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Morgan News: Is Sustainability A Floor Wax Or A Dessert Topping?

Are sustainability initiatives just feel-good programs, or are they the byproduct of better optimized supply chains?

There’s a classic Saturday Night Live sketch that opens on a husband and wife arguing. “It’s a floor wax, I’m telling you,” says Gilda Radner. The husband played by Dan Akroyd counters: “It’s a dessert topping, you cow!” 

Then, product spokesman Chevy Chase enters the scene holding a spray can. “Hey, hey, hey, calm down you two,” he says. “New Shimmer is both a floor wax and a dessert topping!”

We’re reminded of that joke by a recent Supply Chain Management Review report on sustainability. It observes that senior supply chain procurement managers don’t see sustainability as important to their buying decisions. According to a survey of 250 procurement leaders by the software company FedEx, 65 percent of respondents indicated that they’re prioritizing cost savings over soft, “nice to have” values.

The story argues that those buyers ignore sustainability at their own peril, given recent legislation and consumer concerns. But we’re here to tell you that in this case sustainability can be both a floor wax and a dessert topping.

For sure, companies are promising consumers that they want to improve their resource stewardship. According to Supply Chain Management Review, 90 percent of public companies in the Russell 1000 index produce annual Environmental, Sustainability and Governance (ESG) reports and make public commitments. Many times, though, they’re making a false assumption that doing the right thing can’t also be right for the bottom line. 

Our company gets paid to make supply chains run better. What we find is that many optimizations that improve efficiency often also make a process greener. 

Consolidations. Take trucking. In the US, Freightwaves estimates that empty miles—trucks rolling without any cargo—is in the high 20 percent to low 30 percent range. That’s a lot of wasted fuel. That doesn’t account for partial loads, which in our experience is just about all of them. We see trucks pull in and out of factory or distribution center docks with just a pallet or two onboard. 

Think of the savings that could be created by coordinating across suppliers to create full trucks. (By the way, also think about how much dock congestion that relieves.) 

One case study that we often cite shows just this kind of improvement. From 51 one-way trips per day, we created just five multi-stop routes. That eliminated 27 percent of trips altogether. And, here’s the dessert topping: More than a third fewer empty miles.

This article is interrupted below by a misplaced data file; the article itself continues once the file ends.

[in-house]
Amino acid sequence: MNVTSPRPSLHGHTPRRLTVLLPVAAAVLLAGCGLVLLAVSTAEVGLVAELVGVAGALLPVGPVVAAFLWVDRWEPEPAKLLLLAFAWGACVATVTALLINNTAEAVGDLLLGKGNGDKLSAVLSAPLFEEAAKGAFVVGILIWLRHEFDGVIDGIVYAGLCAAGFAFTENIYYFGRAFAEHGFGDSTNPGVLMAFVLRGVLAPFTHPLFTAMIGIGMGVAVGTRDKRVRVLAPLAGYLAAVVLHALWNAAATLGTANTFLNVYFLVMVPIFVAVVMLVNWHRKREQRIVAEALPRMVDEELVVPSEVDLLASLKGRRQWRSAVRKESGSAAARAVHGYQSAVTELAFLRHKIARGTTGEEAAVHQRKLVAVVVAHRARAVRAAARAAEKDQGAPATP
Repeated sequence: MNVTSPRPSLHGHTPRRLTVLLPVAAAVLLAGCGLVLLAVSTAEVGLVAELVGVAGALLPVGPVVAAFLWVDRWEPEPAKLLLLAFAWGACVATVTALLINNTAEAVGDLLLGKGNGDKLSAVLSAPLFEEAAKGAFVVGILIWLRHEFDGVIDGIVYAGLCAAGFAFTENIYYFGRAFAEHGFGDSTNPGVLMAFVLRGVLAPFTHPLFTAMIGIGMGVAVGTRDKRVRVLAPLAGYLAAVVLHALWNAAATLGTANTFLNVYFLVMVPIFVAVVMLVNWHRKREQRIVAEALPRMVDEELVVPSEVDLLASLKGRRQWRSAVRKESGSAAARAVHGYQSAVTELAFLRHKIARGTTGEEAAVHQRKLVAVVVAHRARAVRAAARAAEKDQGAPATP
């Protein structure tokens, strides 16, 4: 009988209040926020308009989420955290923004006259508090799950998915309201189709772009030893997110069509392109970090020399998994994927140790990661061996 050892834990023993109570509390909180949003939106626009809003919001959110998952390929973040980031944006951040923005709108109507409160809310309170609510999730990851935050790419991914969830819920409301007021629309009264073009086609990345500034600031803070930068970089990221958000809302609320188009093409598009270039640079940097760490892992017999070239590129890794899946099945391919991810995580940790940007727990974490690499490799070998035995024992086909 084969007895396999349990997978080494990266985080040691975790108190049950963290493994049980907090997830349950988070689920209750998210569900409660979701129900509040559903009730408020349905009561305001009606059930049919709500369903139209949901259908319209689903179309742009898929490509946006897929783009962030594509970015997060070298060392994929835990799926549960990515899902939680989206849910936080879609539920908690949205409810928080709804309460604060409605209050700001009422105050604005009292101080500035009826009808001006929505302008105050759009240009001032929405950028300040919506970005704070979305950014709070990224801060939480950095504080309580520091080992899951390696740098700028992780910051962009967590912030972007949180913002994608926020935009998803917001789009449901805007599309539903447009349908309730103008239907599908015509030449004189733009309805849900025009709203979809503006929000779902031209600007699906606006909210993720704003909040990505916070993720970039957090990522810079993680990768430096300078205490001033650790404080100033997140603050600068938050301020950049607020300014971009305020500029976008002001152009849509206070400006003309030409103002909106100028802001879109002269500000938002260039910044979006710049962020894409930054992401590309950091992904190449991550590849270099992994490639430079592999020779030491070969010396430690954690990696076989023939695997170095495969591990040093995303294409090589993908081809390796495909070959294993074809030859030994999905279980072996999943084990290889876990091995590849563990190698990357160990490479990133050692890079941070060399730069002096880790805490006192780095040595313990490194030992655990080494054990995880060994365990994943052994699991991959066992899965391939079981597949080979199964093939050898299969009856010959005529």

Mode Shifts. The same logic applies to shifting freight from carbon-intensive formats such as airfreight to ground, ocean or at the very least, consolidated air shipments. 

Such thoughtful strategy, of course, requires good data and visibility. If you are moving things more slowly, it’s critical to be on top of them. If you need something and it’s not there, you’re going to end up sending an emergency order by air, which would defeat the purpose. 

Which brings us to:

Control Towers. You might think of supply chain control towers as initiatives aimed at operational efficiency, and you’d be right. It turns out they’re also a key to all the coordination, collaboration and early troubleshooting that efficient supply chains need.

At Morgan, we see control towers as a combination of visibility software (like our own ChronosCloud and FlexShip solutions) and human expertise. For us, that second part is a global team of supply chain experts who monitor and actively manage shipments on our clients’ behalf. Technology keeps track of the day-to-day and uses artificial intelligence to flag abnormal shipments. People solve those outlier problems. And, the data gathered throughout the process provides us with analytics for further continuous improvements.

All of these tactics and more roll up to hard-cost savings, which is why our customers hire and retain us. They’ve also added up to impressive overall sustainability accomplishments. Like those Russell 1000 companies, we publicly disclose our progress on social responsibility. You can find details and our latest progress report  online.

We’re committed to more than just words and web pages, though. We clean up our clients’ sustainability performance and also deliver sweet savings. 

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